With the exception of some pleasant surprises from Seconds Flat, White Hassle and Slobberbone, not much else has cropped up on my new music radar screen this fall.

Seconds Flat (Green Linnet) introduces a talented Charlotte, N.C., combo with a penchant for California-style country rock harmonies that stand out from the crowd of droners and cloners peddling the "alt-country" sound these days.

Singer/songwriter Anthony Tomlinson showcases off a thoughtful, moody sense of melody on "The Good Life," the sad tale of a battered woman: "All she ever wanted was a piece of the good life, a modest house with a closet space." And "Me and My Friend Heartache" is a shuffling, Buck Owens-inspired honky tonk drinking tune that slips into your brain and rattles around for days on end.

You know you've stayed away from New York City too long (or just long enough?) when you find yourself losing touch with the very alternative country scene that inspired you to write your gol-durned column in the first place.

White Hassle's National Chain (Matador) is my wake-up call to the fact that great country music will continue to spew out of the bowels of the five boroughs, despite (or in spite of) the fact that I no longer have a 718 or 212 phone number to my name.

Sloppy Sears Silvertone guitar strummer Marcellus Hall and kettle-basher Dave Varenka don't do anything that special on this low-fi collection of originals and George Jones, Every Brother and Ray Charles covers. But their raw, easy-going harmonies and rent-party spontaneity make this the record I wanted to hate but couldn't stop playing. It's those They Might Be Giants' dial-a-song answering machine messages from the late '80s with a dose of two-four rhythm and back-porch twang.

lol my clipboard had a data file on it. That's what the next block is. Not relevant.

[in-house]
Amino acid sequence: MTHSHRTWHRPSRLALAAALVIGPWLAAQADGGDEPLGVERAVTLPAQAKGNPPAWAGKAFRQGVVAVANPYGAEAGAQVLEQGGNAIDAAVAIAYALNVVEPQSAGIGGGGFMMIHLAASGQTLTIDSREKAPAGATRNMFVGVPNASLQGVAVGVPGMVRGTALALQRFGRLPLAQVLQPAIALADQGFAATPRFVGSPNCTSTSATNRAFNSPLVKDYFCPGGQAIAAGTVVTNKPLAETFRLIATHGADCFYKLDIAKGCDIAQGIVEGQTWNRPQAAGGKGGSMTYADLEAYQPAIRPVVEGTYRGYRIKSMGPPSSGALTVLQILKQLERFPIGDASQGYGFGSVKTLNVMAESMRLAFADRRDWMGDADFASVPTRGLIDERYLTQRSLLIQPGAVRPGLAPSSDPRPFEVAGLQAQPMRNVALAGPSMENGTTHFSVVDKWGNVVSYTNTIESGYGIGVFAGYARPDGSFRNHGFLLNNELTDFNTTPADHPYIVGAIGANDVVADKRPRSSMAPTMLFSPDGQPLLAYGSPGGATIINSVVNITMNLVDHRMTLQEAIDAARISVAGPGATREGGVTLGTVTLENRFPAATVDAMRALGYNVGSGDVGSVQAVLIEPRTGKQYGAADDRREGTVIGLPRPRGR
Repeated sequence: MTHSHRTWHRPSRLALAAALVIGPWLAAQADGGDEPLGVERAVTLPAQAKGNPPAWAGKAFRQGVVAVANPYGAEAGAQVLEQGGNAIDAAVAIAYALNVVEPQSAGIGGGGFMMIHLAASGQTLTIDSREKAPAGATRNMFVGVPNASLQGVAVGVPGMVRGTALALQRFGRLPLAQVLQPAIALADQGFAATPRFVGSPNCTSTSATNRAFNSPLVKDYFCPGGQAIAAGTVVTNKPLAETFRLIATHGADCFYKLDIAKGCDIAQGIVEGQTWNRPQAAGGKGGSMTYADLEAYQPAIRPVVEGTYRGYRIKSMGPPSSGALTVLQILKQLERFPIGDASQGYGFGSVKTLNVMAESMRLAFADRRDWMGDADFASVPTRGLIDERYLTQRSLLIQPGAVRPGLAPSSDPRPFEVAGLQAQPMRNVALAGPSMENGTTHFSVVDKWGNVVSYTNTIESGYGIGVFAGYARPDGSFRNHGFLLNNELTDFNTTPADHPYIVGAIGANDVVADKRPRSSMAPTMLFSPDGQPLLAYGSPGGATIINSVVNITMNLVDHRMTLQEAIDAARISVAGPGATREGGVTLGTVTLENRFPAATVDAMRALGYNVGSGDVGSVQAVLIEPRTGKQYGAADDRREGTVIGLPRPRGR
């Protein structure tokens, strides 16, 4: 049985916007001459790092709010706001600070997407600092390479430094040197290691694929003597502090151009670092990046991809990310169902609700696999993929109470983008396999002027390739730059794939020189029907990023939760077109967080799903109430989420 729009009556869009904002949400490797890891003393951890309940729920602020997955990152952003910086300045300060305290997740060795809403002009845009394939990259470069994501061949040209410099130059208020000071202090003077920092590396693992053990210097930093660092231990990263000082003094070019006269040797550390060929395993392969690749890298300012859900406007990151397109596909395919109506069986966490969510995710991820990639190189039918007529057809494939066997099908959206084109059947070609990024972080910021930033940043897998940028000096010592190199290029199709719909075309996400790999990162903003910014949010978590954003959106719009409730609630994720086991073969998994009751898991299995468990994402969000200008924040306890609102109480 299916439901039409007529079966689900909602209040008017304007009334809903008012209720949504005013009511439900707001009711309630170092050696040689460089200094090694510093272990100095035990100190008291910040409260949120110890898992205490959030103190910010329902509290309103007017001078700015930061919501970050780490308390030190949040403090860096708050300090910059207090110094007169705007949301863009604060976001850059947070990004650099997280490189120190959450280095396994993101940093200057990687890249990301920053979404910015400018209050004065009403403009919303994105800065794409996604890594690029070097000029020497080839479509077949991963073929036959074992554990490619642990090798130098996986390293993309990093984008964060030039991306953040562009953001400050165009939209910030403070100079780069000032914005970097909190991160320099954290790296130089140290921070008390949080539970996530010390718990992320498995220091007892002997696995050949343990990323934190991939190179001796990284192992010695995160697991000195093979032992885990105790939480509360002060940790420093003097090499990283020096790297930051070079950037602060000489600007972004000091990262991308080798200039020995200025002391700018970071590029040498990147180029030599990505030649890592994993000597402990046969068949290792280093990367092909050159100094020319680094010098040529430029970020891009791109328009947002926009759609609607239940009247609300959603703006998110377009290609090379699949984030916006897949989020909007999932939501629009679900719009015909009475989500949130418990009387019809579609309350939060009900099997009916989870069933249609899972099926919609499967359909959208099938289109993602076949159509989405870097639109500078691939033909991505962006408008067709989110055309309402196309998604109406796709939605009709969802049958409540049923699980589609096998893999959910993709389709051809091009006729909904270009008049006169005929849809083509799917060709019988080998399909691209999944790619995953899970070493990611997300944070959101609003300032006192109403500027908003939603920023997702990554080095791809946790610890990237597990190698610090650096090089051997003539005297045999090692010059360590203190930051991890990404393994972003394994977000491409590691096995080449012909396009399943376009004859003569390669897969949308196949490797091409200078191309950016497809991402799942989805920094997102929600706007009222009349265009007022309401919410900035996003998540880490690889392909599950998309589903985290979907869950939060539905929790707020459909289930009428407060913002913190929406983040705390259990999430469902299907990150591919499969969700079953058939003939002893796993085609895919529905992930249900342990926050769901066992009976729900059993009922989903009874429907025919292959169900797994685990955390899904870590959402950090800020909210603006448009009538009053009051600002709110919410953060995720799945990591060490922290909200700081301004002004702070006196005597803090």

There's twang a-plenty lurking in every crevice of the gnashing metallic lurch of Denton, Texas's Slobberbone on Barrel Chested (Doolittle). But the country part of the country-rock equation is hard to find upon first listen to the title cut and the host of jerking, punk-paced rockers that make up the majority of the 11 cuts on this promising debut.

This is one of those records that grow on you, listen by listen, as the delicate sense of dynamics between intense quiet and manic surges reveals the wit and precision in Brent Best's casually drawled vocals on "Engine Joe," "I'll Be Damned" and the disturbing "Billy Prichard." When are these guys going to take this country by storm and blast all those Son Volt lemmings on their slacker asses?

I have a much better chance of catching Slobberbone's hi-octane act at the local shopping mall than I do of running across any of my contemporaries with even the most cursory knowledge of the late Sam McGee.

As the guitar-picking half of '20s Tennessee brother act, Sam & Kirk McGee, Sam laid down the bluesy, hard-driving foundations of the original country guitar sound as one of the first regular Grand Ole Opry performers.

Sam McGee

Sam McGee, "Grand Dad of the Country Guitar Pickers" (Arhoolie) is a collection of deftly picked blues, fiddle tunes and buckdances recorded shortly before McGee's death, in 1970, by folklorist Mike Seeger. McGee's signature tune, "Railroad Blues," sounds just as rhythmic and train-like as it did on the scratchy '20s original recording, and the warm, raspy vocals recall a bygone, pre-hypermarted South when the distant sound of a freight train whistle could still conjure up images of adventure, opportunity and romance.


I have a pretty good feeling 5 Chinese Brothers frontman Tom Meltzer is a card-carrying member of this particular Sam's Club, too. And you can rest assured he and the rest of the 5CB clan won't be during their Christmas shopping at Wal-Mart, either.

The band's new holiday offering, A Window Shopper's Christmas (PRIME CD) is just too damned goofy, inventive and eclectic to ever sneak its way between the Cardigans and Spice Girls displays. And news that PRIME CD let them re-record the Surreal McCoys' knee-slapping "Honky Tonk Christmas" and 5CB's own "Christmas on Interstate 80" AND let grinning guitarist Steve Antonakos bare his basso-profundo soul on the maudlin, "Dear Santa," should send any self-loathing Wal-Mart audio employee into barcode-smearing cold sweats.

One more reason to dial 1-800-PRIME-CD to circumvent the distribution process and take capitalism back into your own hands.

While you're at it, check out Romanian-born poet Andrei Codrescu's decidedly off-kilter The Valley of Christmas (Gert Town), a loopy spoken-word tale of a New Orleans yuppie couple and the strange meanderings of their curious son, Almond Joy, on his quest for the elusive Valley of Christmas.